School of Communication and Media News Producer Steve McCarthy and Theatre and Dance Professor Susan Kerner produced a Holocaust documentary that will make its debut to a sold out crowd at the 2022 Montclair Film Festival next week.
The documentary, Eva’s Promise, follows Holocaust survivor, Eva Schloss’ efforts to share her 17-year-old brother Heinz Geiringer’s hidden artwork after he died in a concentration camp. Heinz made Eva promise that if he didn’t survive the war, she would retrieve the paintings and poetry that he created and hid in the floorboards of the attic while he was in hiding.
Eva’s story sits in the shadow of the popular The Diary of Anne Frank, written in hiding by Anne Frank, whose father, Otto Frank, married Eva’s mother after the war, having lost his wife and daughters to the Nazis. Eva’s Promise introduces Heinz and his talents as well as Eva’s efforts to find and share his remarkable legacy.
“For years Eva couldn’t talk about her experience since she had night terrors from the war,” McCarthy says. “When she became a Holocaust educator in the early ’90s, that’s when her nightmares started going away. Eva went to get the paintings and poetry and wanted to make this film to tell the world about her brother.”
To grant Eva’s wish, McCarthy and Kerner traveled to London and Amsterdam in November of 2021 along with McCarthy’s sons, Ryan and Justin, to film the documentary. They interviewed Eva over three days in London, where she lives. They then went to Amsterdam and filmed at the Dutch Resistance Museum in Amsterdam where Heinz Geiringer’s artwork appears today. On their journey, the crew also filmed in Eva and Heinz’s high school and in the very attic of the home where they hid and where his artwork was found.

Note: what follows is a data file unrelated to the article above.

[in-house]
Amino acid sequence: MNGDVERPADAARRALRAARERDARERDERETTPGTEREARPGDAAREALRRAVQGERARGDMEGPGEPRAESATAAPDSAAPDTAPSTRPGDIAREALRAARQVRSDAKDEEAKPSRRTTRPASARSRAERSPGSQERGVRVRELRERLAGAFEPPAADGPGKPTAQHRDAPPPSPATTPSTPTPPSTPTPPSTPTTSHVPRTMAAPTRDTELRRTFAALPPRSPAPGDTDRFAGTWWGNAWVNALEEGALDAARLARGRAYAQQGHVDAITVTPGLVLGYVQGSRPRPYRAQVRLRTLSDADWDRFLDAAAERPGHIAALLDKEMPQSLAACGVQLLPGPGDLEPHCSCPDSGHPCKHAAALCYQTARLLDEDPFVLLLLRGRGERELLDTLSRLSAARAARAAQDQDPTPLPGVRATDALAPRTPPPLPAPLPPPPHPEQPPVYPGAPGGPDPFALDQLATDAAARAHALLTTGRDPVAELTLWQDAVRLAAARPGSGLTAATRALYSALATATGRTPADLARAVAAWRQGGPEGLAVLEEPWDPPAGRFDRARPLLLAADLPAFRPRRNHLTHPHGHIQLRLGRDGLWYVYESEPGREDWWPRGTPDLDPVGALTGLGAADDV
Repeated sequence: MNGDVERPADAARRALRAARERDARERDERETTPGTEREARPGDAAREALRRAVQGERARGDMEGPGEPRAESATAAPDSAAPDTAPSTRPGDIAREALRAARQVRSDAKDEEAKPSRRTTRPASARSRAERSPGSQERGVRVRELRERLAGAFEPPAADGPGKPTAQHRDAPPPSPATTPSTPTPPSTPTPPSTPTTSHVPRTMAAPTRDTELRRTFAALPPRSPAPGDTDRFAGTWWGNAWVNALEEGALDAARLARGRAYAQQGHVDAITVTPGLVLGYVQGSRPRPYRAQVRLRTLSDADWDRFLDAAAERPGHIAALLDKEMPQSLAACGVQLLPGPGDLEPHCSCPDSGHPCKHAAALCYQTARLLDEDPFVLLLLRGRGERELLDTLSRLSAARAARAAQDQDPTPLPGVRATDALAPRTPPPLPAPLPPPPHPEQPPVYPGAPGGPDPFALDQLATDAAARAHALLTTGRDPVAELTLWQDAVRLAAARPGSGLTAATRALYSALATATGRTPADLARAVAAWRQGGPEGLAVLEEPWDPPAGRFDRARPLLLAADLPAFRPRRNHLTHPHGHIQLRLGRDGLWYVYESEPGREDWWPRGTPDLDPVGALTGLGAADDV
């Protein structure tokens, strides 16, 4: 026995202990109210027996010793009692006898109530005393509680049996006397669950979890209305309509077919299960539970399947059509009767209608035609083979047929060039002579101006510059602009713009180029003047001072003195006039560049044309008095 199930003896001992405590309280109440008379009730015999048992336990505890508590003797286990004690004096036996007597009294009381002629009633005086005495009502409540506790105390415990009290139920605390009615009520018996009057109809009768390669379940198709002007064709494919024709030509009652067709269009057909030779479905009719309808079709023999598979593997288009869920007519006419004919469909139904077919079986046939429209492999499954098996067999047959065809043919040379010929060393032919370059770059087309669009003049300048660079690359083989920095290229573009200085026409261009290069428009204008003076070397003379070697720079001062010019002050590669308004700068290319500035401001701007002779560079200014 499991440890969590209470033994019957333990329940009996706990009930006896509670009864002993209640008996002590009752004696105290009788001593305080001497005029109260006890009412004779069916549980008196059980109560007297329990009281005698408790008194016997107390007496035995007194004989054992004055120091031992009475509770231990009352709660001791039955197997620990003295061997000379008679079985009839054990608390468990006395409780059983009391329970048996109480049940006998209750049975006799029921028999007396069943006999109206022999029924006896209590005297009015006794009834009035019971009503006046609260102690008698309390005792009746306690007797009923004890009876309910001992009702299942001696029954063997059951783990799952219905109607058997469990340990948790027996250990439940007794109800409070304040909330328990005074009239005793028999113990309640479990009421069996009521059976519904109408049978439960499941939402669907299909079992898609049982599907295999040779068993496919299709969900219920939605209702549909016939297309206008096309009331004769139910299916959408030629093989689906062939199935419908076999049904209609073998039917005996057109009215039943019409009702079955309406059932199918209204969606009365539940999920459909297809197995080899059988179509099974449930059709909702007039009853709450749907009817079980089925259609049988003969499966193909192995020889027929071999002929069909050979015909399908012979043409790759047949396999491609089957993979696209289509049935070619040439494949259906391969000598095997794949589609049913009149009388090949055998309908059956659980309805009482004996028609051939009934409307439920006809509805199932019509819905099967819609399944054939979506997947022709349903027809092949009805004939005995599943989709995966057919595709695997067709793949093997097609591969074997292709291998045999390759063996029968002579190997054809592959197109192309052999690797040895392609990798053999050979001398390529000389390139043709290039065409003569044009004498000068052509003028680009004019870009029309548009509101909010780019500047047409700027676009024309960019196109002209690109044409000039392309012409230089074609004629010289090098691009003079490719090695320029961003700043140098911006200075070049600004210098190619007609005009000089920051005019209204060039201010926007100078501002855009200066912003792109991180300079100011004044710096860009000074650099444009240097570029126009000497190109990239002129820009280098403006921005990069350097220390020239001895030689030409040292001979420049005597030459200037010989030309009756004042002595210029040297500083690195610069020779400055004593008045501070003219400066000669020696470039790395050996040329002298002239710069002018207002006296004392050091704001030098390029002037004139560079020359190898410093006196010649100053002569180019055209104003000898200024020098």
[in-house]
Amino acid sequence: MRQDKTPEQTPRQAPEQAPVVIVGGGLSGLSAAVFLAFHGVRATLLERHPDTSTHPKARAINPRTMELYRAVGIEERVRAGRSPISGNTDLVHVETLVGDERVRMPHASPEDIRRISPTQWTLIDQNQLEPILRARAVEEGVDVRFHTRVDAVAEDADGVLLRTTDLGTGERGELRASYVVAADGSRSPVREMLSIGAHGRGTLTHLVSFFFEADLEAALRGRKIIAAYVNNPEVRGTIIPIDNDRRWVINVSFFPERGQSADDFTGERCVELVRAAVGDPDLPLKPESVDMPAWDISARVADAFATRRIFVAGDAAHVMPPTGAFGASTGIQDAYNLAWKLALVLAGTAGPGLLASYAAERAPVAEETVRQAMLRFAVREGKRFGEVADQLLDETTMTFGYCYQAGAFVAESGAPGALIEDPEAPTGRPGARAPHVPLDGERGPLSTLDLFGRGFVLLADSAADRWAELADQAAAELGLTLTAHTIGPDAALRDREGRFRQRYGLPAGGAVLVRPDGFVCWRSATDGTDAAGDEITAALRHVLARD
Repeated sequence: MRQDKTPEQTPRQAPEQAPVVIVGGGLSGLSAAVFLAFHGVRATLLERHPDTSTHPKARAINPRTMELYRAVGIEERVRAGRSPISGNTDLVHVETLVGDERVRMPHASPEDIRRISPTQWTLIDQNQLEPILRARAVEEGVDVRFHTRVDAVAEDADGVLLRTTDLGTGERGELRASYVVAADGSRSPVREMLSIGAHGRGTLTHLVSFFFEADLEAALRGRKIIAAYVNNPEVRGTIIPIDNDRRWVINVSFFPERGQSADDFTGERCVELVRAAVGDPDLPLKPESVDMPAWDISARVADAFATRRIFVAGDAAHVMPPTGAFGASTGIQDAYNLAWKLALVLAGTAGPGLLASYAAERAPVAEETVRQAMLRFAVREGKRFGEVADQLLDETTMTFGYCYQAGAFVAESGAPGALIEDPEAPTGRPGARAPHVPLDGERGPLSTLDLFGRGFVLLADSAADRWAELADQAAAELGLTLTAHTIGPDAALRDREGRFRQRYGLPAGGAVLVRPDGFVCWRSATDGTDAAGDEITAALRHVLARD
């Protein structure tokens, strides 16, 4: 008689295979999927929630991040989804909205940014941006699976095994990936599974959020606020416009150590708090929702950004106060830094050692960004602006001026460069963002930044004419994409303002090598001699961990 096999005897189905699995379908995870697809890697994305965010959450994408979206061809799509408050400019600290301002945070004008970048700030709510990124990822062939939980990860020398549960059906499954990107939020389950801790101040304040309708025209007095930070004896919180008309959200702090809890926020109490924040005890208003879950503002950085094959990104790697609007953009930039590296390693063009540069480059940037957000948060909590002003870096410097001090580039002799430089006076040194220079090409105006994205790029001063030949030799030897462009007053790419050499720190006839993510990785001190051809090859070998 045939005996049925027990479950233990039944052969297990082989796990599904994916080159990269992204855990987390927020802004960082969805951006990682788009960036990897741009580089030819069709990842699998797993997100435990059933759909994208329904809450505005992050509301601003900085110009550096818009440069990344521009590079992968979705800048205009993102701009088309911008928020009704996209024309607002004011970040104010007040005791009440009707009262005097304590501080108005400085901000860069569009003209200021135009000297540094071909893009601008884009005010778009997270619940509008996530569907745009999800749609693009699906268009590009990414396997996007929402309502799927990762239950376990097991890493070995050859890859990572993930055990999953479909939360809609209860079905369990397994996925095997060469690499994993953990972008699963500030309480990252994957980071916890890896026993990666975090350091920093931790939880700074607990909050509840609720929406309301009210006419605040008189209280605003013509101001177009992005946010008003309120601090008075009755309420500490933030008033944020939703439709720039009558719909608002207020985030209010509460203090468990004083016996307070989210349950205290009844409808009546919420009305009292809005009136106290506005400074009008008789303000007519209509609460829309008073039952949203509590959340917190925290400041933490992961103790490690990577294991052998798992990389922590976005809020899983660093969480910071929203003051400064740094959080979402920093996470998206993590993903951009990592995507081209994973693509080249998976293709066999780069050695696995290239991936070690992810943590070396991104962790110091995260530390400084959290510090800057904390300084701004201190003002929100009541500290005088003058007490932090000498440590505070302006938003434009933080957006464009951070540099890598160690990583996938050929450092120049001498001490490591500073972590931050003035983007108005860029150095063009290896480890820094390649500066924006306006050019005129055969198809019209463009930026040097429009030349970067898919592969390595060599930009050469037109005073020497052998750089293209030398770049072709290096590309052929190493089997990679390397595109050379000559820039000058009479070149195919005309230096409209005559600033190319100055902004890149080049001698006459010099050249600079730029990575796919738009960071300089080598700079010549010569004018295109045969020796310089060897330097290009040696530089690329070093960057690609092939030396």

“We had an extra day in Amsterdam and the address of where the paintings had been hidden during the war,” Kerner recalls. “We didn’t know the name of the people who lived in that house but I rang the bell and said who we were and they invited us in for coffee and took us up to the attic where the paintings were hidden which we happened to film.”
The film was developed through an earlier friendship between Eva and Kerner. In the ’90s, Kerner commissioned and directed a play titled And Then They Came for Me: Remembering the World of Anne Frank. The play featured Eva as a main character and was performed around the world. At the time, Eva owned an antique shop in London and kept quiet about her experiences in the concentration camp for more than 40 years.
Eva reached out to Kerner in 2021 with the request to find a documentary director to share her brother’s story. Kerner partnered up with McCarthy, a former TV news producer and Emmy Award-winning filmmaker for assistance on the documentary. Once McCarthy finished editing the film with his son Ryan, he submitted it to the 2022 Montclair Film Festival since he previously had great experiences of showcasing his work with them.
“They’re really great people and they are very supportive of filmmakers and artists so I really couldn’t be happier that it’s premiering there,” McCarthy says.
“I’m very excited about the festival. I’m thrilled for Eva, Steve and his family for this great opportunity,” Kerner says. “It’s fulfilling a promise that I made to Eva Schloss to help her tell the story of her brother and keep his memory alive through sharing his work with the world.”
In addition to the Montclair Film Festival, the film will be screened at the School of Communication and Media on November 9 at 6:30 p.m. in Presentation Hall. Following the film, McCarthy and Kerner will participate in a panel discussion with professors Zoe Burkholder and Kate Temoney from Montclair’s Holocaust, Genocide and Human Rights Education Project.
Story by Rosaria Lo Presti.